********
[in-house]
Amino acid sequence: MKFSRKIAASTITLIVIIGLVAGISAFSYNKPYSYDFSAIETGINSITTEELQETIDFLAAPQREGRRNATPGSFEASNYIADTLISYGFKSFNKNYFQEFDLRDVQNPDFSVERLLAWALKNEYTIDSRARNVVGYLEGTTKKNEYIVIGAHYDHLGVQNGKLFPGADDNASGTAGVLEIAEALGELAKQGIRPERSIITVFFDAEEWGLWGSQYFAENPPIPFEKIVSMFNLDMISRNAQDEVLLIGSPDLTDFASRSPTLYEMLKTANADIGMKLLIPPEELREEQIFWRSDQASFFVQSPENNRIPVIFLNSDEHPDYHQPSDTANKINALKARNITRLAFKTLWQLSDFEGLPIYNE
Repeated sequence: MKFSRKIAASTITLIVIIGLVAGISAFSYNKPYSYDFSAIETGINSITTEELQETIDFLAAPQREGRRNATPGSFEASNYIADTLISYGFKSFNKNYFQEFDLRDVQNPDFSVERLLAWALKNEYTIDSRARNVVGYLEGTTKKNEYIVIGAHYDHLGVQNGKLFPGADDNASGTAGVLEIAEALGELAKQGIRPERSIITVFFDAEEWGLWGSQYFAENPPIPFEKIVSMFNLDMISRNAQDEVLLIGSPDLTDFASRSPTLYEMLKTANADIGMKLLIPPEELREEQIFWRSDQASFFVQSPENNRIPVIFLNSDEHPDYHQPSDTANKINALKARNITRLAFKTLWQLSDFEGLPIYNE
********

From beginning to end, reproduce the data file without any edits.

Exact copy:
[in-house]
Amino acid sequence: MKFSRKIAASTITLIVIIGLVAGISAFSYNKPYSYDFSAIETGINSITTEELQETIDFLAAPQREGRRNATPGSFEASNYIADTLISYGFKSFNKNYFQEFDLRDVQNPDFSVERLLAWALKNEYTIDSRARNVVGYLEGTTKKNEYIVIGAHYDHLGVQNGKLFPGADDNASGTAGVLEIAEALGELAKQGIRPERSIITVFFDAEEWGLWGSQYFAENPPIPFEKIVSMFNLDMISRNAQDEVLLIGSPDLTDFASRSPTLYEMLKTANADIGMKLLIPPEELREEQIFWRSDQASFFVQSPENNRIPVIFLNSDEHPDYHQPSDTANKINALKARNITRLAFKTLWQLSDFEGLPIYNE
Repeated sequence: MKFSRKIAASTITLIVIIGLVAGISAFSYNKPYSYDFSAIETGINSITTEELQETIDFLAAPQREGRRNATPGSFEASNYIADTLISYGFKSFNKNYFQEFDLRDVQNPDFSVERLLAWALKNEYTIDSRARNVVGYLEGTTKKNEYIVIGAHYDHLGVQNGKLFPGADDNASGTAGVLEIAEALGELAKQGIRPERSIITVFFDAEEWGLWGSQYFAENPPIPFEKIVSMFNLDMISRNAQDEVLLIGSPDLTDFASRSPTLYEMLKTANADIGMKLLIPPEELREEQIFWRSDQASFFVQSPENNRIPVIFLNSDEHPDYHQPSDTANKINALKARNITRLAFKTLWQLSDFEGLPIYNE